Vienna, Stockholm and Brisbane were perhaps chosen because their metropolitan population is similar to Metro Vancouver. These 3 cities–and London–also have fare zones, unlike major cities in France that only have one zone–including Lyon that has about 2 million plus in its Metro area.
    Paris has zones but is reducing the number of zones every couple of years, with the goal of having one zone only.
    Portland when from 3 zones to one last September. The monthly pass for adults only cost $100..

    The goal of a good transit system is to attract customers by being economical enough that they will leave their cars at home during their workweek.

    Vienna and Stockholm are typical of many European cities over 2 millions. They have subways in the city, relatively short distance commuter trains to the farthest suburbs, then regional trains that are also commuter trains. Plus buses and tramways.

    Stockholm is said to have fairly high fares and is trying to implement a transit smart card system but has run into troubles.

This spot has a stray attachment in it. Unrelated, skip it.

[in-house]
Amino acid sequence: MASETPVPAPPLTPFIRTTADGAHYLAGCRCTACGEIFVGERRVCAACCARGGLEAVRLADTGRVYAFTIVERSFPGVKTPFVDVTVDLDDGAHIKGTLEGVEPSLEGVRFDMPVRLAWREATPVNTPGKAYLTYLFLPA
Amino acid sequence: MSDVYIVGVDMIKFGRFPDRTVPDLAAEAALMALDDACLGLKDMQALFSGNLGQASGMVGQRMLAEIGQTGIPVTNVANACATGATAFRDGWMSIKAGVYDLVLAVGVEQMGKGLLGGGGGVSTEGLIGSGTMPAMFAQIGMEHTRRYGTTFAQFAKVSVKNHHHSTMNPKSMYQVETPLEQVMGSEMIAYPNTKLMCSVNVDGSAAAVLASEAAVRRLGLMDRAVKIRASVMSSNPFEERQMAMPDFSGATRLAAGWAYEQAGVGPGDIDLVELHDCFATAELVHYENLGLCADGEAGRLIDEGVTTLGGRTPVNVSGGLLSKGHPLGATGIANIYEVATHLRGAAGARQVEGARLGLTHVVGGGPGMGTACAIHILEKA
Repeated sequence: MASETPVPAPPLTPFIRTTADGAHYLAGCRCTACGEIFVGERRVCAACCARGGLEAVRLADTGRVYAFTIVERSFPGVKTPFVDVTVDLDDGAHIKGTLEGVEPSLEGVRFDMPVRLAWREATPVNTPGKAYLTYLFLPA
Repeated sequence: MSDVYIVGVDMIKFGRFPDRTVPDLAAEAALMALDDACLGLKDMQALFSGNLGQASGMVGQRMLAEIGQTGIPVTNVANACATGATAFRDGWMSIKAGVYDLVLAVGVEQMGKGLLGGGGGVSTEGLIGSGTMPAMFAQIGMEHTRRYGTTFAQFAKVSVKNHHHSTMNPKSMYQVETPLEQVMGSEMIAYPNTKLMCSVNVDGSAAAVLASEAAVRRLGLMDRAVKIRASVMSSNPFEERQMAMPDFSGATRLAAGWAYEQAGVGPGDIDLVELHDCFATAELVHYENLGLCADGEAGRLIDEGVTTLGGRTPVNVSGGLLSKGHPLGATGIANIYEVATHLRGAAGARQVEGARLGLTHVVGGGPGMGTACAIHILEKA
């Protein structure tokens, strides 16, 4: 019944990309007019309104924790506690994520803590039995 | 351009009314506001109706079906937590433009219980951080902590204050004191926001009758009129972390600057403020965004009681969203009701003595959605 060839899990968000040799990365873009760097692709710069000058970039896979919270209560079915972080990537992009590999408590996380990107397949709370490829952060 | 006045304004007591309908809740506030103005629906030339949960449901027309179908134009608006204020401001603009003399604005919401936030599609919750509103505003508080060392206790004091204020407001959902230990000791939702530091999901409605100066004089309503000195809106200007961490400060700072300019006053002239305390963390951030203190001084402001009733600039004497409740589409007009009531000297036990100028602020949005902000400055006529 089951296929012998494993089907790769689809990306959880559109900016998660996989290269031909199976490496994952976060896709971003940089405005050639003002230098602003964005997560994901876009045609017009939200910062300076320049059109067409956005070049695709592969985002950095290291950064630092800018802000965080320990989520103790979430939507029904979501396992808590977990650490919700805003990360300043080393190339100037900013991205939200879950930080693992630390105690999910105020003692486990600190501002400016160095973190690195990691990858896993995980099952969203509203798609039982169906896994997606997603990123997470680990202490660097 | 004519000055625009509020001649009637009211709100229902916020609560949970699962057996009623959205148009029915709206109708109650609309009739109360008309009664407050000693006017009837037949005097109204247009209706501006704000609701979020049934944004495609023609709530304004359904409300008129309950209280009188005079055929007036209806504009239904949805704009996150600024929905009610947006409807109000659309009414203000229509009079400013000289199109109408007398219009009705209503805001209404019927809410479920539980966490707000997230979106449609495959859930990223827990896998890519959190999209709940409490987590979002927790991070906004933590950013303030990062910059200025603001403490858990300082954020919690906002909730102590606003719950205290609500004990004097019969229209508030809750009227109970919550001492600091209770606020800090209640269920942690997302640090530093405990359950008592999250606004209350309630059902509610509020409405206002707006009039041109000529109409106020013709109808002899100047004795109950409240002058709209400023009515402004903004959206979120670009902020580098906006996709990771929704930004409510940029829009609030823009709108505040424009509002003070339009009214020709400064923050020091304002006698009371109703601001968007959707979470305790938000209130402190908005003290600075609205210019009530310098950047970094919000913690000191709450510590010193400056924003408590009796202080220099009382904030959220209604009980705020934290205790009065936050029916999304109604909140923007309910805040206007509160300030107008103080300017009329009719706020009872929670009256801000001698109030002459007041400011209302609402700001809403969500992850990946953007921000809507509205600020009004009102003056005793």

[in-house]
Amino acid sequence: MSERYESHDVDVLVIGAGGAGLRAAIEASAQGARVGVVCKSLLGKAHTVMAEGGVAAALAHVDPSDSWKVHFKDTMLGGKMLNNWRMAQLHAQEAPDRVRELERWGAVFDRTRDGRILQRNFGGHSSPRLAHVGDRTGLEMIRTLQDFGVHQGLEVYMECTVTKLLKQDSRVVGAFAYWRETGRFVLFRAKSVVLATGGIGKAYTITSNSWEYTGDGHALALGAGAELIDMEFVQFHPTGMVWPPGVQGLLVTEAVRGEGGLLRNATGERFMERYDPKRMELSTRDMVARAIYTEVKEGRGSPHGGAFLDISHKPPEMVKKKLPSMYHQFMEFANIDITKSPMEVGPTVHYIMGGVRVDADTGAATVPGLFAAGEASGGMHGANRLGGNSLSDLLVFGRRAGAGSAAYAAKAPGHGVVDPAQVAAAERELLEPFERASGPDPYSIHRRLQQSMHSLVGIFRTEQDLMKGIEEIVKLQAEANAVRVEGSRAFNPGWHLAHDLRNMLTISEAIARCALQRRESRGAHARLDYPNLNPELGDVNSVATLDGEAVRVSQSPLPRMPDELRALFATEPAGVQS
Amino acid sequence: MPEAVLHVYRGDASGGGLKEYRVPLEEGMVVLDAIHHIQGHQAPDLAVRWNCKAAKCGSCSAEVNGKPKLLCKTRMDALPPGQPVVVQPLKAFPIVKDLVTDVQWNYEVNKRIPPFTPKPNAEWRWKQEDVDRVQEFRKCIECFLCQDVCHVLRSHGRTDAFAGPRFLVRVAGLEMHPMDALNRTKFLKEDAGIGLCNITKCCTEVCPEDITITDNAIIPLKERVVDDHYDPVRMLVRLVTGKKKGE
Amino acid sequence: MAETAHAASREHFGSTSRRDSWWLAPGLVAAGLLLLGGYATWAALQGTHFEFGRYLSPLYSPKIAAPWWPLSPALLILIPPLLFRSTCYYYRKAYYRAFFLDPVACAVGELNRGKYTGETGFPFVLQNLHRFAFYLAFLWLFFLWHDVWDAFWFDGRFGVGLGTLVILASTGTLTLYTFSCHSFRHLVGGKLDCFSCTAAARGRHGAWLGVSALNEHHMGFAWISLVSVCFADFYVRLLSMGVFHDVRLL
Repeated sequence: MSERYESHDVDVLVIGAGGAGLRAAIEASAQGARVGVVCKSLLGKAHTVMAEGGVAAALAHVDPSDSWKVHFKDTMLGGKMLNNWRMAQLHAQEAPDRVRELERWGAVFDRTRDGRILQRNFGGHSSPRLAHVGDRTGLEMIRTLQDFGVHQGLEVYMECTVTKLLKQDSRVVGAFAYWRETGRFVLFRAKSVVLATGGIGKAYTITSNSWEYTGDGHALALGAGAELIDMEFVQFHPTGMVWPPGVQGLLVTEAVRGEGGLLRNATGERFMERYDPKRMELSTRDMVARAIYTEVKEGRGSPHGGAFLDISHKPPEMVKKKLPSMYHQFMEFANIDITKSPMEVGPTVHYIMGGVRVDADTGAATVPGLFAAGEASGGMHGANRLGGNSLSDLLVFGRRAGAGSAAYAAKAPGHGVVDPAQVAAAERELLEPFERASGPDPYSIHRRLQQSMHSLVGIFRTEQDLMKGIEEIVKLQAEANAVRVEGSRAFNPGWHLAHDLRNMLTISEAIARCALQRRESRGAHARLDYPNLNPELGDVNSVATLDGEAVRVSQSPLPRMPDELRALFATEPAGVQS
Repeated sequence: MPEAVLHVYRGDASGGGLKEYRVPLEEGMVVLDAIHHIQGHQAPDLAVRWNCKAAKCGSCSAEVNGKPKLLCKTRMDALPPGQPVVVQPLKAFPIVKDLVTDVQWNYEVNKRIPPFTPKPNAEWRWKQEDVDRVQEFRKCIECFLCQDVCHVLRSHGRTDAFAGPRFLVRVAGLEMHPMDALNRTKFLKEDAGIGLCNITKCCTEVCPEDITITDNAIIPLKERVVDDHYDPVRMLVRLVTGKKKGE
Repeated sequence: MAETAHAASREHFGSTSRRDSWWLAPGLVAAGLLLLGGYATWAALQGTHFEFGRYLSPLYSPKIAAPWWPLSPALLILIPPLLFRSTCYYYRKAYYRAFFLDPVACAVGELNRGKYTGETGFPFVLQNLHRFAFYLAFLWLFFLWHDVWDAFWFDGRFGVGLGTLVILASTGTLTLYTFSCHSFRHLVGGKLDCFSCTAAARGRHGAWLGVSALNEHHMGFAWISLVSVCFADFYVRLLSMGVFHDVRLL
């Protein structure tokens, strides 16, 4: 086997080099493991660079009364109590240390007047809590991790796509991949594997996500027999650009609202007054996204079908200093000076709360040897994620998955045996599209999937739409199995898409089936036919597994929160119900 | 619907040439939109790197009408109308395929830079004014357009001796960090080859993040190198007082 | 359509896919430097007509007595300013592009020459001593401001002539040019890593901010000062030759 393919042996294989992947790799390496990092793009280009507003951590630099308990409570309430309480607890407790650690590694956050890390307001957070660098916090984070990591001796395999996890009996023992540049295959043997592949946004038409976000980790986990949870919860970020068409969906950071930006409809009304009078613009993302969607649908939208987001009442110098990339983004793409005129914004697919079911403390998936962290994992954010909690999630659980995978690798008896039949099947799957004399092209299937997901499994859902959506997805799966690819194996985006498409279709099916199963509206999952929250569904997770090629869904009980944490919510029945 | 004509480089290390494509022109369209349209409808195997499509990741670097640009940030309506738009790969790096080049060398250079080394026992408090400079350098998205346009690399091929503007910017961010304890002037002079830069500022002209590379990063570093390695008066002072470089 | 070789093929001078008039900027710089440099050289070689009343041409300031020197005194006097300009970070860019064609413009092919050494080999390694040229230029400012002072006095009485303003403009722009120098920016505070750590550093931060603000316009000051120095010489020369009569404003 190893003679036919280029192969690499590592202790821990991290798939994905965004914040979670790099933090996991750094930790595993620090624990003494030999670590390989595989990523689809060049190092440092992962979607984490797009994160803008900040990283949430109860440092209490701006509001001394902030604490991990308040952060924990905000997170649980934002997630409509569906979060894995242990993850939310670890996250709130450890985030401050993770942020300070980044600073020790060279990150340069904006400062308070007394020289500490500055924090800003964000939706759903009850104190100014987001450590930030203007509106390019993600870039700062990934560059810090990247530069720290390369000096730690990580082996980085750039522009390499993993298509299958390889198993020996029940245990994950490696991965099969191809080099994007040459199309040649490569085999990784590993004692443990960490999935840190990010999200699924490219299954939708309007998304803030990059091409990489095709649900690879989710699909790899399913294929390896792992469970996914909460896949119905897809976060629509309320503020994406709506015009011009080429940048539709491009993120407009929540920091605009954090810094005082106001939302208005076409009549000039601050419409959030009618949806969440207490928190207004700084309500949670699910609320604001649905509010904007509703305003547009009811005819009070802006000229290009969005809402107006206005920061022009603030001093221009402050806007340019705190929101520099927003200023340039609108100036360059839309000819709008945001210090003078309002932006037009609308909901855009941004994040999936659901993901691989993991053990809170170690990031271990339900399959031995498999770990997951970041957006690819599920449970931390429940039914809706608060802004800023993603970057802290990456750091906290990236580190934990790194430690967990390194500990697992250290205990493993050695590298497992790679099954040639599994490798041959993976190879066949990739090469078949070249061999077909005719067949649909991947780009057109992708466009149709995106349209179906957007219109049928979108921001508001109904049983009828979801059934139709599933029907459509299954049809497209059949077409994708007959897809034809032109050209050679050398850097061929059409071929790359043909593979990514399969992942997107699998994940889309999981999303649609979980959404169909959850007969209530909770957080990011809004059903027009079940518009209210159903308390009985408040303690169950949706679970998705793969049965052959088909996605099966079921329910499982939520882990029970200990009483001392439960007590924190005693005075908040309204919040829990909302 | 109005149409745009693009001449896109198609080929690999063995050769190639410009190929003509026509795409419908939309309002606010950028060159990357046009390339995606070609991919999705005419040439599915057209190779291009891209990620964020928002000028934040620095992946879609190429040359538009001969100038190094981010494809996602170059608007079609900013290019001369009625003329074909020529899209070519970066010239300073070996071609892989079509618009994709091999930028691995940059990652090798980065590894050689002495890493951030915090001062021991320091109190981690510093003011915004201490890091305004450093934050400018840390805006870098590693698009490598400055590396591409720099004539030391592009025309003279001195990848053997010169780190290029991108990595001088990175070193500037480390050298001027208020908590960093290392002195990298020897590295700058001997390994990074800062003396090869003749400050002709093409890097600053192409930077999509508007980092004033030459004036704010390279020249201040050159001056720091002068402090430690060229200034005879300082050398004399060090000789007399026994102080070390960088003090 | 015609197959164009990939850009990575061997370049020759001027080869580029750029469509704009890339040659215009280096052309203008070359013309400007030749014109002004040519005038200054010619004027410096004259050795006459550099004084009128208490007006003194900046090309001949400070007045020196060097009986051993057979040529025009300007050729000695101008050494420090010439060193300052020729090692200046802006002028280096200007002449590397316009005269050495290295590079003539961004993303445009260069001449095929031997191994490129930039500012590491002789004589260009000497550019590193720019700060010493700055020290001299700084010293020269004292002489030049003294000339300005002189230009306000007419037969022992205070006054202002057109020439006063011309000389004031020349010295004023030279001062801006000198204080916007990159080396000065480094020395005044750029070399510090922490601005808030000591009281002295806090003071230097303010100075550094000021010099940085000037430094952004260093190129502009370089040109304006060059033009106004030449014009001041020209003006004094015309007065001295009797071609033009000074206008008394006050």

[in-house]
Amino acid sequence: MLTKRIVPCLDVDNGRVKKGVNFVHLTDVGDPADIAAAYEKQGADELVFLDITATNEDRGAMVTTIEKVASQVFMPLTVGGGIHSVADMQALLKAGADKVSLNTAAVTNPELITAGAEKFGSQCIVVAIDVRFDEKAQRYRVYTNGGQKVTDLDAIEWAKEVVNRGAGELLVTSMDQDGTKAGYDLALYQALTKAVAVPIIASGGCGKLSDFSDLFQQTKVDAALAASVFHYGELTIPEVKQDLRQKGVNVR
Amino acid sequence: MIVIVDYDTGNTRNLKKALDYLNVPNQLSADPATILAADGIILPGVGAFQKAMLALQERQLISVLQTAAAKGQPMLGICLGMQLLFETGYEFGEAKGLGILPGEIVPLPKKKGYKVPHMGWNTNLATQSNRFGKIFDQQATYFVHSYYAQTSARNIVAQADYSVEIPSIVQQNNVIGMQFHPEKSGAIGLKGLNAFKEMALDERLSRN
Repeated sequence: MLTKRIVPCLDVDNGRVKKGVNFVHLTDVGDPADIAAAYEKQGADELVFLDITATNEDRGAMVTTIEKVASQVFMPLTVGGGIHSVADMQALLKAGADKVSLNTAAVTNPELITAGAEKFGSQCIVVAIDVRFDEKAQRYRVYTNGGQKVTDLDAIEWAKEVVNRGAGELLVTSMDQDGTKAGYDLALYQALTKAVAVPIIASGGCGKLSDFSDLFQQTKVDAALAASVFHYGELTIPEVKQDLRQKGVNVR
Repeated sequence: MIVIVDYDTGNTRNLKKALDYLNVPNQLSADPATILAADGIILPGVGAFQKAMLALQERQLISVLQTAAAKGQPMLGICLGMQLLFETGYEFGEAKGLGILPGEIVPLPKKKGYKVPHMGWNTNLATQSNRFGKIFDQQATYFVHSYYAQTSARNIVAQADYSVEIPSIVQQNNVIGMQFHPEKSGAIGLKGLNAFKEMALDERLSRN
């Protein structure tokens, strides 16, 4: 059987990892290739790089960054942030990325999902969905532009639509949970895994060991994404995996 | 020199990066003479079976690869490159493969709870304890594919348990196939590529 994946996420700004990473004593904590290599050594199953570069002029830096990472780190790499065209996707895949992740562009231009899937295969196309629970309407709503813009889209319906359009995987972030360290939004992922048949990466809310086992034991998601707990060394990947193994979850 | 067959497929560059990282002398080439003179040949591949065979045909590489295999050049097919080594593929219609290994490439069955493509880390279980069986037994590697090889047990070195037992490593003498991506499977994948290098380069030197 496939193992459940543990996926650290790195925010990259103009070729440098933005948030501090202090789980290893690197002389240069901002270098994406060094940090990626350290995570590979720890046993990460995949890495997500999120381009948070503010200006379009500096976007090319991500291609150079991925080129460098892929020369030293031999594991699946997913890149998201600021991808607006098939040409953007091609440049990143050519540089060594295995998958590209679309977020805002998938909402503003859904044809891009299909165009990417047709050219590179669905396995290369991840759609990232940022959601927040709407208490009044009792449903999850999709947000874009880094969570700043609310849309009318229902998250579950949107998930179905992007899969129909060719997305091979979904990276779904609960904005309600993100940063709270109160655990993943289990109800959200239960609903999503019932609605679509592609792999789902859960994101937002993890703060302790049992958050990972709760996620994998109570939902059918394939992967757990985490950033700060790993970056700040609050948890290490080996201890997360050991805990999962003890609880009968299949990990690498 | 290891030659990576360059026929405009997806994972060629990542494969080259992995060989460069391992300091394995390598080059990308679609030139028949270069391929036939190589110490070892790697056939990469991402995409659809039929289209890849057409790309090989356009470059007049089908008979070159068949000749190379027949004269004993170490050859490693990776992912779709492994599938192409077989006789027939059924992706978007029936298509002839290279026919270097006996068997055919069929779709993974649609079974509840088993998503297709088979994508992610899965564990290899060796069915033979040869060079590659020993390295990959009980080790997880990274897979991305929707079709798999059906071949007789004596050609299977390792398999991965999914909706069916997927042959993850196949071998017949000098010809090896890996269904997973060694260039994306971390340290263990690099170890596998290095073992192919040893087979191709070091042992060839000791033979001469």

Vienna, like many German cities, doesn’t appear to have (or want?) a transit smart card system..(smart card is a generic term..there are lots of different types of smart cards. I still have one smart card from the 2nd or 3rd generation, a phone card with chip issued in the 1980s).

    Brisbane has commuter trains and buses, some of them being rapid buses running on elevated viaducts, ugliest than sin (some sins—mine anyway–are quite pretty). Have a look at:

    http://www.humantransit.org/2009/11/brisbane-bus-rapid-transit-soars.html

    Brisbane does have a transit smart card. Their transit authority is called TransLink…

    The major problem with our TransLink is that the municipal and provincial politicians do not know the first thing about transit as they don’t use it, and likely have never used transit in other towns.